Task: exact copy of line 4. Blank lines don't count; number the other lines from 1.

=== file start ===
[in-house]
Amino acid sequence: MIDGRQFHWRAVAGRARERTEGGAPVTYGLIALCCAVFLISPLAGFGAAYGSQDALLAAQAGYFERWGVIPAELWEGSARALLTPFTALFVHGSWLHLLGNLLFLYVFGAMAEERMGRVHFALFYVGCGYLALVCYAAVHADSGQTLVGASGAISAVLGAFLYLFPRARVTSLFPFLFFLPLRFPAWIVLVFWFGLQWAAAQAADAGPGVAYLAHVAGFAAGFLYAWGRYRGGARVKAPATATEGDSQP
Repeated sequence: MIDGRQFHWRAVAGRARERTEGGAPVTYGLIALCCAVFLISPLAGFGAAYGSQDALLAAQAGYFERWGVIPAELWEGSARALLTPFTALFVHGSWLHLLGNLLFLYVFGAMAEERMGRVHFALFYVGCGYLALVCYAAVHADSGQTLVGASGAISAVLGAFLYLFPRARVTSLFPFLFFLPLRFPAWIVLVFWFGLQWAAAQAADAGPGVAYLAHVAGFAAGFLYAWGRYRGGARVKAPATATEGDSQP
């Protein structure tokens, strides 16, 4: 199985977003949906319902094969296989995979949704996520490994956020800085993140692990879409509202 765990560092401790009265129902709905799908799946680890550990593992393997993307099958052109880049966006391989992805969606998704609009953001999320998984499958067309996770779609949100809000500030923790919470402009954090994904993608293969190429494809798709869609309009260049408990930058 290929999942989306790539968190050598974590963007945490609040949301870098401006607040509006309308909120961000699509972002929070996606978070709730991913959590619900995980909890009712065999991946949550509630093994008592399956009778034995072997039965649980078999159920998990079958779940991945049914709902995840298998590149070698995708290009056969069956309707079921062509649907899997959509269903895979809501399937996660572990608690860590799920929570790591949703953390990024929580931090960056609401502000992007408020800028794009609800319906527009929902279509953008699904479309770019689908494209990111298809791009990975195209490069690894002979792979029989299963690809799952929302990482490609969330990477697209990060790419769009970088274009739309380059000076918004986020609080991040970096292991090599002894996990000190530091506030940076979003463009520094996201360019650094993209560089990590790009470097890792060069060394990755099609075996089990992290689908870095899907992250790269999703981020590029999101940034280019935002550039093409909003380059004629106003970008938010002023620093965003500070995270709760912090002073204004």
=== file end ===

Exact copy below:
């Protein structure tokens, strides 16, 4: 199985977003949906319902094969296989995979949704996520490994956020800085993140692990879409509202 765990560092401790009265129902709905799908799946680890550990593992393997993307099958052109880049966006391989992805969606998704609009953001999320998984499958067309996770779609949100809000500030923790919470402009954090994904993608293969190429494809798709869609309009260049408990930058 290929999942989306790539968190050598974590963007945490609040949301870098401006607040509006309308909120961000699509972002929070996606978070709730991913959590619900995980909890009712065999991946949550509630093994008592399956009778034995072997039965649980078999159920998990079958779940991945049914709902995840298998590149070698995708290009056969069956309707079921062509649907899997959509269903895979809501399937996660572990608690860590799920929570790591949703953390990024929580931090960056609401502000992007408020800028794009609800319906527009929902279509953008699904479309770019689908494209990111298809791009990975195209490069690894002979792979029989299963690809799952929302990482490609969330990477697209990060790419769009970088274009739309380059000076918004986020609080991040970096292991090599002894996990000190530091506030940076979003463009520094996201360019650094993209560089990590790009470097890792060069060394990755099609075996089990992290689908870095899907992250790269999703981020590029999101940034280019935002550039093409909003380059004629106003970008938010002023620093965003500070995270709760912090002073204004």